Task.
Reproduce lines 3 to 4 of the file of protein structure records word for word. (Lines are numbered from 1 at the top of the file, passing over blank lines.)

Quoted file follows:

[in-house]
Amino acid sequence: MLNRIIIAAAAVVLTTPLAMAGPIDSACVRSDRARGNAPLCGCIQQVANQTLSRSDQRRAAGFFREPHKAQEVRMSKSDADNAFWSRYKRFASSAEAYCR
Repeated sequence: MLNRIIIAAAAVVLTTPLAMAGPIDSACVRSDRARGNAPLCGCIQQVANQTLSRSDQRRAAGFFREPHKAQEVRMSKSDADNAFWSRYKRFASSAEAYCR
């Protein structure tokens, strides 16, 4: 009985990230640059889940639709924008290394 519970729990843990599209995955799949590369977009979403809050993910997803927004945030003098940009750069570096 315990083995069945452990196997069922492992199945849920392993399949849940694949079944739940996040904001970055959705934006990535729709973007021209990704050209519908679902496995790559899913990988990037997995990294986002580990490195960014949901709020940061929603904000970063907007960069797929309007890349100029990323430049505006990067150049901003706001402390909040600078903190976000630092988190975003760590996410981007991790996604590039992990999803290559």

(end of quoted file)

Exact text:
Repeated sequence: MLNRIIIAAAAVVLTTPLAMAGPIDSACVRSDRARGNAPLCGCIQQVANQTLSRSDQRRAAGFFREPHKAQEVRMSKSDADNAFWSRYKRFASSAEAYCR
């Protein structure tokens, strides 16, 4: 009985990230640059889940639709924008290394 519970729990843990599209995955799949590369977009979403809050993910997803927004945030003098940009750069570096 315990083995069945452990196997069922492992199945849920392993399949849940694949079944739940996040904001970055959705934006990535729709973007021209990704050209519908679902496995790559899913990988990037997995990294986002580990490195960014949901709020940061929603904000970063907007960069797929309007890349100029990323430049505006990067150049901003706001402390909040600078903190976000630092988190975003760590996410981007991790996604590039992990999803290559």